Fortune just released its list of the “100 best places to work,” and it’s just as notable for what’s not on the list as what is. Namely, only three insurance companies made the list – USAA at number 17, Allianz Life Insurance at number 47, and Aflac at number 58.

There are also best places to work for IT professionals, and some more insurers make this list. Published in Computerworld a couple months back, leading IT employers include: USAA (number 2 in the large company category), Penn National Insurance (number 17 in the small company category), Principal Financial Group (number 18 among larger companies), American Fidelity Assurance (number 18 among mid-size companies), Nationwide Mutual Insurance (number 31 among large companies), Northwestern Mutual (number 55 among large company categories)

In its report, Fortune points to a challenge that many companies with sizeable IT operations are facing when it comes to attracting top tech talent: They are competing with many of the tech giants for the same hires. (As explained in an ancillary report: “Yes, Your Best Tech Staffers Really Do Wish They Worked at Google.”)

Unfortunately, the competition doesn’t end there. Very, small enterprises – the startups –are also a draw. In other words, insurers aren’t just competing with other insurers for tech talent, nor are they competing with the mortgage company down the street. They’re competing with a rising tech culture that encourages innovation and entrepreneurship. Many skills also attract premiums.

But it takes more than money to attract and retain tech talent. The intangibles matter a great deal too. Top professionals look for learning opportunities, places that adopt and work with new technologies. They also seek flexibility above and beyond the 9 to 5 mentality.

Let’s look at Computerworld’s summaries of what leading insurers are doing in the IT space:

USAA:  There is a great deal of support for IT employee development, according to Computerworld. USAA has an average annual training budget of $3,076 for IT employees; 17% of its IT staff were promoted in the most recent year. “USAA campuses are dotted with fitness centers, health clinics, Starbucks coffee shops, relaxation lounges, child care facilities and cafeterias.” Plus, there’s the feeling of service for the greater good: USAA helps military families.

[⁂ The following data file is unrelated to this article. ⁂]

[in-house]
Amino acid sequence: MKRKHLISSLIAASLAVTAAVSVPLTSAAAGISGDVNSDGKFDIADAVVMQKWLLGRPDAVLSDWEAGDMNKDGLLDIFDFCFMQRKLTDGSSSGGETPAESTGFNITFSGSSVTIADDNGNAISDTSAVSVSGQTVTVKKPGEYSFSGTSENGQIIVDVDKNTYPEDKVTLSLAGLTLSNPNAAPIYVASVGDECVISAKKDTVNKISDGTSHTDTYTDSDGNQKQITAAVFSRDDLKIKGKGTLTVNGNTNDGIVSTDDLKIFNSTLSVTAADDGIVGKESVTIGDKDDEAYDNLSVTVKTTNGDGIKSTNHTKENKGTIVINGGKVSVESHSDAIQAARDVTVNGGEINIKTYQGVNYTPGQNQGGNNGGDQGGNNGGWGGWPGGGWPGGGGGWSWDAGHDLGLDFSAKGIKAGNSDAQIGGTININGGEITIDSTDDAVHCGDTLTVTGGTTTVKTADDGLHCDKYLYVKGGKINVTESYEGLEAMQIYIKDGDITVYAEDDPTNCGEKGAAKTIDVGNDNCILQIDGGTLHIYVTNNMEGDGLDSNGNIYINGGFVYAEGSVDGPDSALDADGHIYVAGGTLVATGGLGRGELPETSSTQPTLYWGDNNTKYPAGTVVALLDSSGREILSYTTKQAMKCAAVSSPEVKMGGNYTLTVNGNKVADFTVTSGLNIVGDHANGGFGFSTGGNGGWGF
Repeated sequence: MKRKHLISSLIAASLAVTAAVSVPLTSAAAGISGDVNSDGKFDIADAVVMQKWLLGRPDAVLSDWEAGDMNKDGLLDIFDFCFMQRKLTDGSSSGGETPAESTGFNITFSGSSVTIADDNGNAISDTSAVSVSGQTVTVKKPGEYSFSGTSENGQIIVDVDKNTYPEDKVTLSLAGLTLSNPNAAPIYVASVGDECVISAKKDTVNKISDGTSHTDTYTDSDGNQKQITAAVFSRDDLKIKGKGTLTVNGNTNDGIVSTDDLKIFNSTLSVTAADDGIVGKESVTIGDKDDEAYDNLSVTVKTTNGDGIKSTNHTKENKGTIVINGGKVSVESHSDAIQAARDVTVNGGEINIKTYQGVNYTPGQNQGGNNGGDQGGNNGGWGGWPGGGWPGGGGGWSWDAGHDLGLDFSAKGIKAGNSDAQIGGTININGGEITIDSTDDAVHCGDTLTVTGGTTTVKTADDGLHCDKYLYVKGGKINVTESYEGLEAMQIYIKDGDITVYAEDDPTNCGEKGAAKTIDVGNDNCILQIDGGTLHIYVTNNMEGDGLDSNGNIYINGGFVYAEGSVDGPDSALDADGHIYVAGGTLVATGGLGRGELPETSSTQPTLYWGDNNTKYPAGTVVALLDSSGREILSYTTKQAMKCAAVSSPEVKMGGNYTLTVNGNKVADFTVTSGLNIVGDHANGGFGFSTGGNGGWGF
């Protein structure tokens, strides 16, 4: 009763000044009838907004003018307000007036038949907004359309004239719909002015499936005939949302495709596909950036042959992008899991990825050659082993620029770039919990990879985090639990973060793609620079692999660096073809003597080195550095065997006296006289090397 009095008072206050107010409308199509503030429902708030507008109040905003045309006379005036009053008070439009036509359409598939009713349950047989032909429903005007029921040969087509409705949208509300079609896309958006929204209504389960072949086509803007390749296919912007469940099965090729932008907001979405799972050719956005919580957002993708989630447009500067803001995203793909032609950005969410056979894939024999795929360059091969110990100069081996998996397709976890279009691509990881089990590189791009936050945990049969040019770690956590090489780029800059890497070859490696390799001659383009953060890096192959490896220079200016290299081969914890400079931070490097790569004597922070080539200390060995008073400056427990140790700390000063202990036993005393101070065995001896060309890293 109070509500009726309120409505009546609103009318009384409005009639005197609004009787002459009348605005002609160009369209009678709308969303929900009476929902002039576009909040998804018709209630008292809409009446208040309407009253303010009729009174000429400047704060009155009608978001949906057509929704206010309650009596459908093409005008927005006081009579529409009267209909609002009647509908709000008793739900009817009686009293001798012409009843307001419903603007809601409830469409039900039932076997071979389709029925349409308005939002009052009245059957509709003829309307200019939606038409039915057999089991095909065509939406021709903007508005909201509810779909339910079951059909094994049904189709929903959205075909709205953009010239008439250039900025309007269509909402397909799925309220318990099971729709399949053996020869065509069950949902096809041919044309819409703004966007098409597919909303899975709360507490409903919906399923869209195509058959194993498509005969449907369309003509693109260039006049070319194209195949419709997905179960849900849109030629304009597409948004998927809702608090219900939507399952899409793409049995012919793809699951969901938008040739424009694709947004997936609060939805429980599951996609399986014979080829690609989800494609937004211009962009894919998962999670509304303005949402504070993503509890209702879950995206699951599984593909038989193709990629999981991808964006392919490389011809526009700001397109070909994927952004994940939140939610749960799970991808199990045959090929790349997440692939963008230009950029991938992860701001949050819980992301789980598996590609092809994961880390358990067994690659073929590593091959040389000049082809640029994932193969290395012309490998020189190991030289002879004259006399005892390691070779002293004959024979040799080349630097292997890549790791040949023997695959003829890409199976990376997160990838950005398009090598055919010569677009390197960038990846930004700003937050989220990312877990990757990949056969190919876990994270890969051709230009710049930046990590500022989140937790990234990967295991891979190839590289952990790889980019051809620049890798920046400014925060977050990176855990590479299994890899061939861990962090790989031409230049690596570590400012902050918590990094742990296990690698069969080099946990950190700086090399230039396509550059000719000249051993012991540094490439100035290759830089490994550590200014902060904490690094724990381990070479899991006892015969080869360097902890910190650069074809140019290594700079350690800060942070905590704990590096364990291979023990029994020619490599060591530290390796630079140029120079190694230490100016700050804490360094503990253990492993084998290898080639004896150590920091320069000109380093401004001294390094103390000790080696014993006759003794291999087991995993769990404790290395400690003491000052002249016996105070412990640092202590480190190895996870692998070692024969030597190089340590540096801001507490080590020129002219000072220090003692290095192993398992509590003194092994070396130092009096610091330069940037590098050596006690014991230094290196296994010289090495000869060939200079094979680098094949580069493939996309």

Penn National Insurance: IT is closely aligned with the business at this insurer, Computerworld reports. “IT is a strategic partner at this Harrisburg, Pa.-based insurance company, which does business in nine Eastern states, and techies get to work on interesting, challenging projects that support corporate goals.”

American Fidelity Insurance:  The company pays a lot of attention to individual initiative and opportunities, the report states. The average IT training budget per employee is $2,620 a year. “IT leaders work with staffers to develop clearly defined career paths designed to help people meet their personal objectives, whether they aspire to become managers or senior-level technologists. Employees are allowed time during the workday to stay current with new technologies. A new campus, currently in the works, will be completely wireless, to encourage employee mobility and collaboration.”

Principal Financial Group: The financial services giant encourages an open, IT-centric culture to help drive new business opportunities.  “This Des Moines-based financial services provider recently introduced a couple of new programs for its IT workers: An IT speaker series and ‘code jams’ for IT employees and interns,” the report states. “IT is considered essential to achieving business results at Principal, and everyone from the CIO to interns has direct interaction with business partners and opportunities to influence business direction.”

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